At the Table OFF-BROADWAY REVIEWS

Photo: Jacob J. Goldberg
  • NY TIMES

  • Opening Night:
    June 13, 2015
    Closing:
    July 19, 2015

    Theater: HERE Arts Center / 145 Ave. of Americas, New York, NY, 10013

    Synopsis: 

    "At The Table" features a diverse group of friends on their annual retreat away from the city. Expecting good times and casual conversation, they find themselves in a struggle to define their own identities. As liquor flows and tongues loosen, no subject is taboo and no issue is safe. While exploring who they believe themselves to be, they discover how others see them and where they stand in the ever-changing landscape of 21st century politics.

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  • NEW YORK TIMES REVIEW OF At the Table

    In ‘At the Table,’ a Menu of Identity-Based Arguments

    Laura Collins-Hughes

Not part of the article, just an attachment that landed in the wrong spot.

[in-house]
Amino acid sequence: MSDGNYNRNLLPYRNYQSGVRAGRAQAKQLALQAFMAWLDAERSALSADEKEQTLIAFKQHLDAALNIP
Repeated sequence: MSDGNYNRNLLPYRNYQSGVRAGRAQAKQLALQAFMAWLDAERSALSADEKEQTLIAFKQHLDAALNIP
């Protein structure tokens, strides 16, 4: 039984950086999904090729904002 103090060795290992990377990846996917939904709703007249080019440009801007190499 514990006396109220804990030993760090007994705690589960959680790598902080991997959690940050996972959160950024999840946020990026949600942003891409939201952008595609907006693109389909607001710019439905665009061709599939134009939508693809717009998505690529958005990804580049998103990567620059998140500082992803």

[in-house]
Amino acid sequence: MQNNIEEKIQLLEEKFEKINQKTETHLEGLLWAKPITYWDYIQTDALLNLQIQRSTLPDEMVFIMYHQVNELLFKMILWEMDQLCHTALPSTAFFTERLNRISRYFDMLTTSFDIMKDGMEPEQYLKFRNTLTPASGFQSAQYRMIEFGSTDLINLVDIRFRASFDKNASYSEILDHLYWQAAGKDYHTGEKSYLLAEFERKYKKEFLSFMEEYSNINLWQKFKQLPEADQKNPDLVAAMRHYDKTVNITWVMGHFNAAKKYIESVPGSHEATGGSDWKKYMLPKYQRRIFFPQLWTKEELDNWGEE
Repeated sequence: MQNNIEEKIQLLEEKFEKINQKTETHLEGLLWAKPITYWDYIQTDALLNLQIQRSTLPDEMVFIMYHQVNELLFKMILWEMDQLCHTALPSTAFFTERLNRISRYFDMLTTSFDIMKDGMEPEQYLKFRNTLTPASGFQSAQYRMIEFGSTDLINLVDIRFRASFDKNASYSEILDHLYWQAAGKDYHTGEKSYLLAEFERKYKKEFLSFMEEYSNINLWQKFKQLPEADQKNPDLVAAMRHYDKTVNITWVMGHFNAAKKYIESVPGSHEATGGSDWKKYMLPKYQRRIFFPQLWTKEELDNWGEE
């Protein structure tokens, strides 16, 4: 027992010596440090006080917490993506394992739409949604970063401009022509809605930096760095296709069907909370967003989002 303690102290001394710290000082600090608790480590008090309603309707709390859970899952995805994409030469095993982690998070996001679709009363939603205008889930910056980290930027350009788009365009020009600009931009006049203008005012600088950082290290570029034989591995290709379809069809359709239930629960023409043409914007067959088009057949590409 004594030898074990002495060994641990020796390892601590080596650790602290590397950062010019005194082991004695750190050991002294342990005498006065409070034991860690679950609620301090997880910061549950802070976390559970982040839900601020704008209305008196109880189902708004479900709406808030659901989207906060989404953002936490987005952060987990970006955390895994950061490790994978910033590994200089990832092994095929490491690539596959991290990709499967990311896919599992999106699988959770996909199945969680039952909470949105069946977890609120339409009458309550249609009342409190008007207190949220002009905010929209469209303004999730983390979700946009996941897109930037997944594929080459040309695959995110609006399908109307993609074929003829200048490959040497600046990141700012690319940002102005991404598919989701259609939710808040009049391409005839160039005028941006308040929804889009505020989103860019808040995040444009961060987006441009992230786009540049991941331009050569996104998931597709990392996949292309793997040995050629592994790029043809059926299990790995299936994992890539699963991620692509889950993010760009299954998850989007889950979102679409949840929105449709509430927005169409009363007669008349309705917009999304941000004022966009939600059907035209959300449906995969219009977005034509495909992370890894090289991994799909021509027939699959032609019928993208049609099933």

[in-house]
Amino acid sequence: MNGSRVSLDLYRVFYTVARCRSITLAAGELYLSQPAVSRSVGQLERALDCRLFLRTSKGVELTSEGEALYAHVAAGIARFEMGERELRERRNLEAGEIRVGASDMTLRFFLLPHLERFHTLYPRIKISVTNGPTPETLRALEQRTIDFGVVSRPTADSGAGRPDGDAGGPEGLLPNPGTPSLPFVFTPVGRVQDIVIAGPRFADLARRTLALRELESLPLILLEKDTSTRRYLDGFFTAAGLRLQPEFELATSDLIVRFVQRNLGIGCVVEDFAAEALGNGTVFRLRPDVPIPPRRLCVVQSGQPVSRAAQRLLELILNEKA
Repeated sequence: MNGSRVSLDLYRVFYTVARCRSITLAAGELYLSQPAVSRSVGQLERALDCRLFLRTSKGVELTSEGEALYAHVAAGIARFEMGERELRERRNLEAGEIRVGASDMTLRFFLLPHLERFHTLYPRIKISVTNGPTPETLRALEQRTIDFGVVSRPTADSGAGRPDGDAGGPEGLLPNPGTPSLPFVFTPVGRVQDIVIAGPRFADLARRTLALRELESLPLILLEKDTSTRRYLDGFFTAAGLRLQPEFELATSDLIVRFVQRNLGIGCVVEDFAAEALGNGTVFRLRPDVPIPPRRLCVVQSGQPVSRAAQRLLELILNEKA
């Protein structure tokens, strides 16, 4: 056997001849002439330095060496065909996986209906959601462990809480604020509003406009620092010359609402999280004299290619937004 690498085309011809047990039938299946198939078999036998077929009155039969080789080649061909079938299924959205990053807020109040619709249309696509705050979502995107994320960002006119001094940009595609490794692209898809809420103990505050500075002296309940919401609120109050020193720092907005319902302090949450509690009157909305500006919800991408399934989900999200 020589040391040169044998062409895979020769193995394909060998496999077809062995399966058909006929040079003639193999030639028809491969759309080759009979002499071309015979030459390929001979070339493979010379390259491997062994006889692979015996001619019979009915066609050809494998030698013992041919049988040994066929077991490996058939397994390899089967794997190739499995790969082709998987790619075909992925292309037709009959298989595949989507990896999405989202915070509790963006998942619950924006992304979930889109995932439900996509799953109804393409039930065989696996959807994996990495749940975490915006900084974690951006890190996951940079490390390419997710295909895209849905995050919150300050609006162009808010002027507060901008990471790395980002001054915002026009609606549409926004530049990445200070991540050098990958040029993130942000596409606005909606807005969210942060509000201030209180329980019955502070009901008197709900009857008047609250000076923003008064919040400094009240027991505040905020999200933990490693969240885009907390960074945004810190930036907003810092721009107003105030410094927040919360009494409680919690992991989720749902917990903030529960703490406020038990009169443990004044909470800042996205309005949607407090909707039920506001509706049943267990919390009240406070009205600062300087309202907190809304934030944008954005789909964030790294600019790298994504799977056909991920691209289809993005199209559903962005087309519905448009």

June 22, 2015: Chris (Claire Karpen) has only just met this group of friends, so she probably shouldn’t make a scene. But dinner is over, the alcohol is flowing and Stuart (Craig Wesley Divino) — the smug one up there at the head of the table — is being obnoxious. When he tries to bait her into debating abortion rights, she tells him the issue is none of his business, because he is a man. “The terms of a conversation are controlled by who is invited to the table,” Chris says. “And you’re not invited to that particular table.” Escaping for the weekend to a country house, where the laid-back Nate (Aaron Rossini) is their host, these privileged 30-somethings in Michael Perlman’s “At the Table” have brought along a full complement of identity-related baggage to unpack in the common areas. Race, gender, sexual orientation, income level: Any of these might become contentious at any time. That the friends frequently talk over one another, making it difficult to discern what anyone is saying, is part of the point in this overloaded ensemble piece, presented by Fault Line Theater at Here Arts Center. Seemingly so is the fact that we rarely have a clear view of everyone in this crowded house. Mr. Perlman has staged his play in the round, and his blocking is largely naturalistic.

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